Some people think a guitar’s value is determined by the make, model, color, condition, rarity, desirability and era. Others assign value based solely on how the guitar sounds, and still others purely on price. Regardless of philosophy, everyone agrees that when it comes to vintage guitars, details do matter when determining the value. So when vintage dealer and guitar show producer Dave Crocker came across what appeared to be a 1956 Gibson Les Paul Standard in a sunburst finish – two years before Gibson began offering that guitar in sunburst – he went on a hunt to determine what exactly he had. Why was the guitar sunburst when Gibson only produced Standards in goldtop in 1956? Was the sunburst finish original or was the guitar originally a goldtop refinished in sunburst? If the latter, was it re-finished by Gibson or by someone else? Could it be a one-off prototype? Is it even really a 1956 model? Although the guitar raises all of these questions, some things about it are indisputable, according to Crocker and other experts who examined it. These experts included the guru of guitar aging and ex-Gibson Custom Shop finisher Tom Murphy; Dave Hinson of Killer Vintage, who writes for the Vintage Guitar Price Guide and the Blue Book of Guitars; and noted vintage guitar restoration pro Terry Mueller. Follow along with the experts as they embark on what Hinson calls “guit-archaeology,” digging through layers of sediment and factoring in Gibson guitar history to come up with a plausible theory for the creation of what could be the first burst – i.e. the first Les Paul ever produced in a sunburst finish. Is it a 1956 model? Every expert who has seen the guitar agrees it is definitely a 1956. As Crocker says, “Everything about this guitar, like the wiring harness and the pickups, says 1956, and the solder points have never been broken so the parts are original.” Murphy notes that the P90 pickups were the ones used by Gibson until 1957 when they switched to Humbuckers, and the Tune-O-Matic bridge is consistent with a 1956 vintage (Gibson started putting Tune-O-Matics on Les Pauls in late 1955). Murphy says 1956 also fits based on the tobacco color of the burst. Gibson didn’t officially offer Les Pauls in sunburst until 1958, and that was a cherry sunburst. “Since this burst was brown not red like the later Les Pauls, and because brown sunburst was the reference they had at that time, it’s a simple deduction that this finish was applied earlier than 1958.” Hinson affirms that the patina and checking look original. Murphy, perhaps the world’s foremost authority on Gibson finishes, agrees the finish is consistent with factory quality. A case in point: “I’m always drawn to the binding. Gibson didn’t mask off the binding. They cleaned the paint off the binding later with a burnished edge blade, which makes a very clean edge around the top and side. The binding on this guitar was cleaned that way,” he says. “Even though this guitar is extremely weathered – it’s the poster child of old guitars – I can still tell that the quality of the finish is impeccable – unmistakably Gibson.” In 1956, Gibson was making Standards only with maple goldtops and either maple backs finished in natural, or mahogany backs finished in walnut (called “dark backs”). Murphy and Hinson believe this ‘56 sunburst, which has the dark back, may have been a goldtop first. The guitar has a little gold paint in the bottom of the pickup rout, a typical side effect of the messy goldtop spraying process. “That guitar may not have left the factory gold, but it was painted gold at some point,” Murphy maintains. “But I like that the gold is in there. It shows that no one went to the trouble to cover it up or try to deceive anyone.” Murphy has a possible explanation for the changeover from goldtop to sunburst: the factory messed up the gold spray job. If the mahogany back was already done in the walnut finish, and there was a problem with the gold application – this would be in the second or third stage of production – the guys in the shop weren’t going to re-spray the top and risk getting gold flakes all over the finished sides. They would just wipe off the gold and paint the top with the more economical and more forgiving sunburst to cover up the mistake. Mistakes did happen, according to Hinson’s version of the conventional wisdom of the day: “You didn’t want a Monday guitar or a Friday guitar, because the factory workers were hungover on Mondays and in a hurry to leave on Fridays.” Crocker prefers the theory that the guitar started production as a goldtop – which would explain the gold in the pickup rout -- but was pulled off the assembly line and shot as a sunburst, its maiden finish. “I had the guitar X-rayed and we looked at it under every color of light in the world, and there are no sanding or scraping marks. The way it’s shot on the shoulders and lower belts, it couldn’t be a refin, it had to have left the factory that way,” he says. Furthermore, because the soldered joints are unbroken, the electronics clearly were never removed for refinishing; they had to have been put in after the finish was on. Supporting Crocker’s theory, the ‘56 Les Paul top has the off-center seam used for goldtops (because the paint covered up the seam) as opposed to the center seam found on sunburst guitars (because the seam showed through the burst). Regardless of whether or not the guitar was originally goldtop or sunburst, the guit-archaeologists wanted to know: Why would someone want a Les Paul Standard in tobacco sunburst, the finish found on the Les Paul Junior, a cheaper, student guitar? Crocker – who sold the guitar to a collector in 2007 -- believes he has the answer to that. “The guy I bought it from said the original owner had an L5 in tobacco sunburst, and he wanted a Les Paul to match. The only sunburst Gibson was doing then was the tobacco, so that’s what he got.” Although Murphy prefers his theory that the sunburst was applied to cover up a bad gold spraying job, he doesn’t deny that some guitarists probably hated the metallic goldtop and might have placed special orders for something else. Gibson historians say that factory employees were allowed to make their own guitars, and the company itself obviously made prototypes and samples as they experimented with new model/color combinations. So add to the theories that the ’56 sunburst might be an employee guitar or the result of experimentation. Is it realistic that Gibson would fulfill a special order that was inconsistent with its standard model/color combination? This question gets a laugh from the experts. History shows that Gibson, like Fender and sometimes Martin, would produce whatever the customer wanted. Murphy recounts seeing a 1930s double-neck acoustic guitar with its headstock joined at the top, and a custom 1940s L5 with a neck rounded on the front as well as the back, giving it the look and feel of a baseball bat. Just recently, a 1955 black ES-175 came to light, apparently the earliest known example in that color. “In this context, painting a Les Paul brown is not a big deal,” Murphy concludes. Suffice to say, the uniqueness of the guitar matters a lot more to collectors today than it did to players, or Gibson, in the 1950s. By now you might be wondering: Why can’t the serial number lay this mystery to rest? Because no one can read it. What remains of the serial number – three digits on a good day – is so faded as to be unreadable. Murphy is confident that the numbers weren’t stripped off, but merely faded along with the guitar’s rich finish over time. What about Gibson’s own records? Surely there must be a record of the guitar somewhere. First off, guitar-makers in the 1950s weren’t thinking about vintage guitar buffs trying to discern a particular guitar’s history more than 50 years into the future. Second, Gibson’s record-keeping was notoriously shaky in that era, described by the experts with terms like imprecise, or hit and miss. Given the frustrating inability to pinpoint if this is the first sunburst Les Paul, and whether or not it is a one-off, we are left to draw our own conclusions based on the evidence. Some, like Crocker, firmly believe that this is the earliest factory finished sunburst Les Paul ever made. Others hedge and say it is certainly the first known factory finished sunburst Les Paul, and will be until an earlier one is unearthed. Perhaps Murphy sums up the controversy best: “We don’t need to solve the mystery. It’s just a really, really cool guitar.” Just when it seemed we would also have to settle for never knowing how or why the guitar became a sunburst, the man who sold the guitar to Crocker was located. Frank Ray was a guitar dealer in Missouri years ago, and he bought the guitar from the brother of the man who ordered it from Gibson more than 50 years ago. The original owner had long since died when Frank entered the picture, but the brother confirms what Dave Crocker had heard to be true. The man had an L5 in tobacco sunburst and went into a guitar shop in West Virginia looking for a Les Paul to match. He was told that Gibson was coming out soon with Les Pauls in a sunburst finish, but they weren’t available yet. The man said he didn’t want to wait for the new sunburst finish and he didn’t want a goldtop. He wanted tobacco sunburst like his L5. And that’s what Gibson made for him. So that part of the mystery is solved, and the digging expedition has uncovered as much as possible. The first known Les Paul in sunburst was a special order from the factory, designed to satisfy one individual’s taste. Today, the reach of that potentially one-of-a-kind guitar goes a lot further, satisfying the history-loving curiosity of a lot of vintage guitar buffs.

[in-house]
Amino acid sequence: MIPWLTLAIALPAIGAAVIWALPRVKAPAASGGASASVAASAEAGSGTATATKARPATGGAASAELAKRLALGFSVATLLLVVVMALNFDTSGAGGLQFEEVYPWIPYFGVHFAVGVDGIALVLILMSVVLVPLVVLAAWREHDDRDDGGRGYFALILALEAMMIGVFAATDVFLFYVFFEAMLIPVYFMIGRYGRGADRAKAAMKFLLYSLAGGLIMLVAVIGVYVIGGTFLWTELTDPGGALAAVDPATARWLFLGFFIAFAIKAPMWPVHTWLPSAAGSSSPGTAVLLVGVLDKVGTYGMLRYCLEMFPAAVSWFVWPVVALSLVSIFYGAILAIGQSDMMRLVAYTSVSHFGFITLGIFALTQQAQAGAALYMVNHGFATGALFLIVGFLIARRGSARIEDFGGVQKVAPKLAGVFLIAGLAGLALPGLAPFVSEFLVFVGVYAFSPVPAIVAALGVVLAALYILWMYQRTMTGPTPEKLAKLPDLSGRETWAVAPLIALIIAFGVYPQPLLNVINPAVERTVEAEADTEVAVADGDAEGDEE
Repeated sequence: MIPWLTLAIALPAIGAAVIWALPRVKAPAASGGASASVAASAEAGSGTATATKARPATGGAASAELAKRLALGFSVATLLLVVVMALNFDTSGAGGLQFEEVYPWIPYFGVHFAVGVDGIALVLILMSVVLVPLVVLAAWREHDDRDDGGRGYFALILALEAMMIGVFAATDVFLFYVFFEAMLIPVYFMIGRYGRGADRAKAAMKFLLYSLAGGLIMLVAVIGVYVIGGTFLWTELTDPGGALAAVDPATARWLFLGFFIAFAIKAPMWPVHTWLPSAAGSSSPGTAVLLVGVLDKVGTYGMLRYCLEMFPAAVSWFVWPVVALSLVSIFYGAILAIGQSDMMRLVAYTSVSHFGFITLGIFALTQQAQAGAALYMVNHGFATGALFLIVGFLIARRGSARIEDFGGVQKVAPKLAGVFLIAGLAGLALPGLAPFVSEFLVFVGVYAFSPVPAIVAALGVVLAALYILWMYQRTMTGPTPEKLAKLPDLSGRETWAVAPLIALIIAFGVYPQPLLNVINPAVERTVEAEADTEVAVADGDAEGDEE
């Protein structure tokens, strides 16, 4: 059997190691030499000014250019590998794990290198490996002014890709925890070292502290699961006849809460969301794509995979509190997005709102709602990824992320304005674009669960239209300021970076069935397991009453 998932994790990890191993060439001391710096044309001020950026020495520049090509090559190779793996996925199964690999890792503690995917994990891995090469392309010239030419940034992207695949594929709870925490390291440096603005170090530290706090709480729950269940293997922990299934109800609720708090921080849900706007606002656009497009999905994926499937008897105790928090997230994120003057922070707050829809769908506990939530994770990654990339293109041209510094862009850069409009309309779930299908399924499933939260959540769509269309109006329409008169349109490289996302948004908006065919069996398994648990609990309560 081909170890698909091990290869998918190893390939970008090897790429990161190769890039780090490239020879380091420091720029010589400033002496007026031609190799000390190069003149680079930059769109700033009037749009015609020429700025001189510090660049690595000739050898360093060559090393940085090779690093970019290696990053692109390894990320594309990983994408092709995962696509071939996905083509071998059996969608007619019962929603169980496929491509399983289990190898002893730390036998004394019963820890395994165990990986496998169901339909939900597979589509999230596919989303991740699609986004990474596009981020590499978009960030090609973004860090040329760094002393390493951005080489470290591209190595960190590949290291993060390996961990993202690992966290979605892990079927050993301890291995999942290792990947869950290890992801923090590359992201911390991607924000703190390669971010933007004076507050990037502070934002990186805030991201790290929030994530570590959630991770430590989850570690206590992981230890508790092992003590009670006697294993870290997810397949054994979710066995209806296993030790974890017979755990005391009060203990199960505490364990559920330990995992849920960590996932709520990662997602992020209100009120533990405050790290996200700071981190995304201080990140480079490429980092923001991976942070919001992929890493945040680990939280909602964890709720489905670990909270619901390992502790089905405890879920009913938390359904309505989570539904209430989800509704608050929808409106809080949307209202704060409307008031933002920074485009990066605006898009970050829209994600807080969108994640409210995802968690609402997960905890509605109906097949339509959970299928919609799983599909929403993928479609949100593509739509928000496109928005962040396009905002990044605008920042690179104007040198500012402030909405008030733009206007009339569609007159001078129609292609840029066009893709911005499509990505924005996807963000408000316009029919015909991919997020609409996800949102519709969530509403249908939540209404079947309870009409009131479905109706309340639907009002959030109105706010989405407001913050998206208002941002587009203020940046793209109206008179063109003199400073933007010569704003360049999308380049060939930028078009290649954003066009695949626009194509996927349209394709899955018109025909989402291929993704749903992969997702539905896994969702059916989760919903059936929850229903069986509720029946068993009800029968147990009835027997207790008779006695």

- 15% up to £2,000,000.00
- 15% above £2,000,000.00